I have a confession to make. I am not the type of person to get all worked up over the possibility of meeting a celebrity musician, or famous actor, or superhuman sports star. Bring a noted Bible scholar into town, however, and I’m the guy asking for autographs on my commentaries. Take Craig Keener, for instance. This past year my seminary hired on the brilliant socio-rhetorical Bible scholar, albeit at the campus in Wilmore, Kentucky. Not long ago, however, I received an email welcoming his visit to the Florida campus, and I showed up the next day to my Greek class toting his commentary on Matthew. My intent was to track him down after class and ask him to sign it. Unfortunately, I missed him.
The truth is, I have been using Keener’s IVP Bible Background Commentary since my undergraduate days circa 1998-2003. I also own a copy of his insightful commentary on Matthew, which become a primary resource for my series on the Sermon on the Mount. In addition to other noteworthy commentaries, he just released what is already an award-winning book defending the reality of miracles. His website and blog is a treasure trove of exegetical information, and he recently published an article with the Huffington Post highlighting the key areas of his most recent book. The following excerpt is from that article.
Many people today are familiar with miracle stories in the Bible — the parting of a sea, water turned to wine, and, most frequently in the New Testament, healings, even of blindness, leprosy, and the reversal of recent death.
Yet it is not just people in the first century who have believed in miracles. Various polls peg U.S. belief in miracles at roughly 80 percent. One survey suggested that 73 percent of U.S. physicians believe in miracles, and 55 percent claim to have personally witnessed treatment results they consider miraculous.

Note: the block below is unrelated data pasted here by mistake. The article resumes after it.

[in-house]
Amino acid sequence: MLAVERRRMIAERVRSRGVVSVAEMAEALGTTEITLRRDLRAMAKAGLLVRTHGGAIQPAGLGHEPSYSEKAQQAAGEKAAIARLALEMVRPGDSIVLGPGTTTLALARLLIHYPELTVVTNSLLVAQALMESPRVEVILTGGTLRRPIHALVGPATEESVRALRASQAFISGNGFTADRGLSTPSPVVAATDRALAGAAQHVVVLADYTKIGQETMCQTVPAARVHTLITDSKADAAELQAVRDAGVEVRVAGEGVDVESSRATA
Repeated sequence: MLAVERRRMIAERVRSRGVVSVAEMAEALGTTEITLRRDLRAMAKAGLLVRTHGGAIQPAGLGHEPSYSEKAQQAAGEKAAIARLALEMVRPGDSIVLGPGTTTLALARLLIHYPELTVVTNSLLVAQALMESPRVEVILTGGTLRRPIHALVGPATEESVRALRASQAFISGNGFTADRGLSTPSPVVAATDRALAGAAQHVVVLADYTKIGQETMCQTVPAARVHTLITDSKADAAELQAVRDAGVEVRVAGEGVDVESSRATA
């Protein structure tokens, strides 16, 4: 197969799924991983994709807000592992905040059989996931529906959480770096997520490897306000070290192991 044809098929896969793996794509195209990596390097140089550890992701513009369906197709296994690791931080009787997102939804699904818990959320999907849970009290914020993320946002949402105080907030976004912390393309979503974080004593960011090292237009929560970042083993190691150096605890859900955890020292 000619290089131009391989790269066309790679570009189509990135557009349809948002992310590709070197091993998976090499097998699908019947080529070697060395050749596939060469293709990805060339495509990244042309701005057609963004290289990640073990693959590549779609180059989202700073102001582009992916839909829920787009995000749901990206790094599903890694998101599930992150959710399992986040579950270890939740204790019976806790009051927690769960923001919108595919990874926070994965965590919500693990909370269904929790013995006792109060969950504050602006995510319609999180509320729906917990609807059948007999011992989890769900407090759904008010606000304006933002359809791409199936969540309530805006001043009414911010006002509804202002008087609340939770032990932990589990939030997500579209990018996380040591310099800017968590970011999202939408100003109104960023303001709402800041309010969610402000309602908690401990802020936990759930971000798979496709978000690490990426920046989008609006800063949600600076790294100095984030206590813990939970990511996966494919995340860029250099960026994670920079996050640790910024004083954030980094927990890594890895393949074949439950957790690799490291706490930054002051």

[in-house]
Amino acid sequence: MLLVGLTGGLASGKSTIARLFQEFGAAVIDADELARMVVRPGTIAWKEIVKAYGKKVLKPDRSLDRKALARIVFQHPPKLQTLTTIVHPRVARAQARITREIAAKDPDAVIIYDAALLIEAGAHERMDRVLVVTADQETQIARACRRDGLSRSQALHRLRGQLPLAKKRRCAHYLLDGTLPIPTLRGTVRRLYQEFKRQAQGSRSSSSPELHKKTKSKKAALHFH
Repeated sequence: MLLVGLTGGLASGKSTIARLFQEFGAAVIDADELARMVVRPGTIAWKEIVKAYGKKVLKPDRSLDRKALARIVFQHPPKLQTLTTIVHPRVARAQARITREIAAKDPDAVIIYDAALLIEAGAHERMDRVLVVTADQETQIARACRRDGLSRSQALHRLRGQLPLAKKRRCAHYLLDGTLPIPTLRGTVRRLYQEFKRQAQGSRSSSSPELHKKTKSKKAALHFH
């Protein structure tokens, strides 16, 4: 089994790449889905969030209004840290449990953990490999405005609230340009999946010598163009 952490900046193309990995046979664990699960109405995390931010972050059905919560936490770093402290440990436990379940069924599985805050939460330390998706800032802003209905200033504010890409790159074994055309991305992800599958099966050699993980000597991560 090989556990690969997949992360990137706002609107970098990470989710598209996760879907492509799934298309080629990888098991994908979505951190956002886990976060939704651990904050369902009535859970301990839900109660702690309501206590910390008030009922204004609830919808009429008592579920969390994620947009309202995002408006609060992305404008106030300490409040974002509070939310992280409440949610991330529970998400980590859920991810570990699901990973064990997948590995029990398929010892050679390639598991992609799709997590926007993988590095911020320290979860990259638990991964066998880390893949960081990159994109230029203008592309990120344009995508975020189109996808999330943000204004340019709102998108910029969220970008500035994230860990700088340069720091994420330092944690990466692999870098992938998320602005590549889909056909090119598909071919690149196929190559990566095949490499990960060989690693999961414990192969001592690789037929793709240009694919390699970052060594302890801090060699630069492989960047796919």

Even more striking than the number of people who believe in miracles is the number who claim to have witnessed or experienced them. For example, a 2006 Pew Forum survey studied charismatic and Pentecostal Christians in 10 countries. From these 10 countries alone, the number of charismatic Christians who claim to have witnessed or experienced divine healing comes out to roughly 200 million people. This estimate was not, however, the most surprising finding of the survey. The same survey showed that more than one-third of Christians in these same countries who do not claim to be charismatic or Pentecostal report witnessing or experiencing divine healing.
And the reports in these countries appear to be merely the tip of the iceberg. The survey did not include China, where one report from the China Christian Council over a decade ago attributed roughly half of all new Christian conversions to “faith healing experiences.” Another report from a different source in China suggested an even higher figure. Clearly many people around the world experience what they consider miracles, sometimes in life-changing ways.
What are we to make of such claims?
For the rest of the article, I encourage you to visit Craig Keener’s site. Or, you can go straight to the Huffington Post article, but you really should come back and poke around on his blog, as it is chock full of some great exegetical resources. Check it out!
And when you get back, let us know what you think!
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